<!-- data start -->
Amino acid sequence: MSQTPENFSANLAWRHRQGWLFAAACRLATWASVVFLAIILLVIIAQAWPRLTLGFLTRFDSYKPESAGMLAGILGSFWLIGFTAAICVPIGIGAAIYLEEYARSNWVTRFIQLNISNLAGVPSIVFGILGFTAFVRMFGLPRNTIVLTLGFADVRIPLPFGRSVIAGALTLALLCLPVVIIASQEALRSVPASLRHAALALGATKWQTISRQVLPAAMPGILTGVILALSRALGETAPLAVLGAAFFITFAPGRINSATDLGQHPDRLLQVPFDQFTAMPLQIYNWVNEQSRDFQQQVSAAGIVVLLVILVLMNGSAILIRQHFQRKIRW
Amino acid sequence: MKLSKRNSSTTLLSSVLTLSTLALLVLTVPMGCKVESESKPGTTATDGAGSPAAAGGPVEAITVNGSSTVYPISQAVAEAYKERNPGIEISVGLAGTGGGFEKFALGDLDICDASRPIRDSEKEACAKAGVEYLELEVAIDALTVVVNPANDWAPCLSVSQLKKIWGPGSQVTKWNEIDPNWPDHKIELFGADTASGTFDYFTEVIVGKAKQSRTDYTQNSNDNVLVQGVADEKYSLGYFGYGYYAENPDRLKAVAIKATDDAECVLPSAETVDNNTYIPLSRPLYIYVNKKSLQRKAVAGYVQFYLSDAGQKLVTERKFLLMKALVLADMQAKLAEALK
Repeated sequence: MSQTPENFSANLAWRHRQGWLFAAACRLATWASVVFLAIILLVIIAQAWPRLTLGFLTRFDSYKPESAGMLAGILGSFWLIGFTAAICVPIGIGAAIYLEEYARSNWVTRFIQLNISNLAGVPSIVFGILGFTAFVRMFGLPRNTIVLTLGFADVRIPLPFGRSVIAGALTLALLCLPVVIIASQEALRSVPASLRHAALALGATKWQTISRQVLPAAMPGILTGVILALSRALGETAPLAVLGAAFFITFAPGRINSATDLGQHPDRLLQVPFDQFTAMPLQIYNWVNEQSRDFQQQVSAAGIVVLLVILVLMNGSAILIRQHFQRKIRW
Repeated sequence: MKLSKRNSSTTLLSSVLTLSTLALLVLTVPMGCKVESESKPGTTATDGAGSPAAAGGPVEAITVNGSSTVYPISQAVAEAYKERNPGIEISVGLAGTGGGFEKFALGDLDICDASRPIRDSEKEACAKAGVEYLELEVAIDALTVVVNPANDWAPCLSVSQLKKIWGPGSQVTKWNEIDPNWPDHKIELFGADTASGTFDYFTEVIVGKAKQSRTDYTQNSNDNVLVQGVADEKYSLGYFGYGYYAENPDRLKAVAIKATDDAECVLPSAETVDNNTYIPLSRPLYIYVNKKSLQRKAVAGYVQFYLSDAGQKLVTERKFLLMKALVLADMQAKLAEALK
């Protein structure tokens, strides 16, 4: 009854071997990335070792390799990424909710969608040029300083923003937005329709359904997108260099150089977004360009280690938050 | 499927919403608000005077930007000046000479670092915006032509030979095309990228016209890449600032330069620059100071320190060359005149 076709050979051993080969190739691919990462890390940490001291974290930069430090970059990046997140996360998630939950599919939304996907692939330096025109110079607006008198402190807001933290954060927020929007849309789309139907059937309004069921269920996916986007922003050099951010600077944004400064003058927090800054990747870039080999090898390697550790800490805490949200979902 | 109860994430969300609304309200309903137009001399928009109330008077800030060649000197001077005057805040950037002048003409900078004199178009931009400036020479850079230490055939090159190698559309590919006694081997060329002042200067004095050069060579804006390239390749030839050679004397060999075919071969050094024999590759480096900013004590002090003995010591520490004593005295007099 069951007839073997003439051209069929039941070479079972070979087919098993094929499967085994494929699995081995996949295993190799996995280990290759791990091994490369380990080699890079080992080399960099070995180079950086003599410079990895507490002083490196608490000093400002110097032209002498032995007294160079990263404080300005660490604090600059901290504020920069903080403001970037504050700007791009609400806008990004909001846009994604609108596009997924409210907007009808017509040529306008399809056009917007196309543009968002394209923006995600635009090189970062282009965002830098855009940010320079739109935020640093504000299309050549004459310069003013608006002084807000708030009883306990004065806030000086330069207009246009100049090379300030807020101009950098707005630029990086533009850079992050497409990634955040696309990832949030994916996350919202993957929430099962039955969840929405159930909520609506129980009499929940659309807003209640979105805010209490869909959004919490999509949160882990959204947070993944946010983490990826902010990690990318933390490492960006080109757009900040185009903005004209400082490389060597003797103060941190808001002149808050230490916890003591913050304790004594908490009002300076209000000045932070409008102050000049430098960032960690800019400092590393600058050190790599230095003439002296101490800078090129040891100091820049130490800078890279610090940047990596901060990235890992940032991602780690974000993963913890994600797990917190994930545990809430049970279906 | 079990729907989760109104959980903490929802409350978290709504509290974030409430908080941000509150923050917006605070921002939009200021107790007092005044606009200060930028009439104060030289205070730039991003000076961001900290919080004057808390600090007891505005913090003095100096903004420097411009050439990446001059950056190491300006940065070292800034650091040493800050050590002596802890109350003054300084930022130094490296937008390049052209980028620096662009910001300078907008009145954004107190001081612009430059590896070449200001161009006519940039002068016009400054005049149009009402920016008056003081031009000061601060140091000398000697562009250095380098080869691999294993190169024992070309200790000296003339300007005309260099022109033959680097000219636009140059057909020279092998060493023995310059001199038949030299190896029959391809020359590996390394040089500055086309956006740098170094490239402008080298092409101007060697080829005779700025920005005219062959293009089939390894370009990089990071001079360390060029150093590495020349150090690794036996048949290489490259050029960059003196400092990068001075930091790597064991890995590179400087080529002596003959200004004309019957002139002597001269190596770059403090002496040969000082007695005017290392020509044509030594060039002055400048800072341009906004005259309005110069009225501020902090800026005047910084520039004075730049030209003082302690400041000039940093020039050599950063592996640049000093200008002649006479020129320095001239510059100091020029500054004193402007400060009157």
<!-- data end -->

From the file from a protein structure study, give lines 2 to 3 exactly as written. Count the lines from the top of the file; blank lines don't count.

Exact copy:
Amino acid sequence: MKLSKRNSSTTLLSSVLTLSTLALLVLTVPMGCKVESESKPGTTATDGAGSPAAAGGPVEAITVNGSSTVYPISQAVAEAYKERNPGIEISVGLAGTGGGFEKFALGDLDICDASRPIRDSEKEACAKAGVEYLELEVAIDALTVVVNPANDWAPCLSVSQLKKIWGPGSQVTKWNEIDPNWPDHKIELFGADTASGTFDYFTEVIVGKAKQSRTDYTQNSNDNVLVQGVADEKYSLGYFGYGYYAENPDRLKAVAIKATDDAECVLPSAETVDNNTYIPLSRPLYIYVNKKSLQRKAVAGYVQFYLSDAGQKLVTERKFLLMKALVLADMQAKLAEALK
Repeated sequence: MSQTPENFSANLAWRHRQGWLFAAACRLATWASVVFLAIILLVIIAQAWPRLTLGFLTRFDSYKPESAGMLAGILGSFWLIGFTAAICVPIGIGAAIYLEEYARSNWVTRFIQLNISNLAGVPSIVFGILGFTAFVRMFGLPRNTIVLTLGFADVRIPLPFGRSVIAGALTLALLCLPVVIIASQEALRSVPASLRHAALALGATKWQTISRQVLPAAMPGILTGVILALSRALGETAPLAVLGAAFFITFAPGRINSATDLGQHPDRLLQVPFDQFTAMPLQIYNWVNEQSRDFQQQVSAAGIVVLLVILVLMNGSAILIRQHFQRKIRW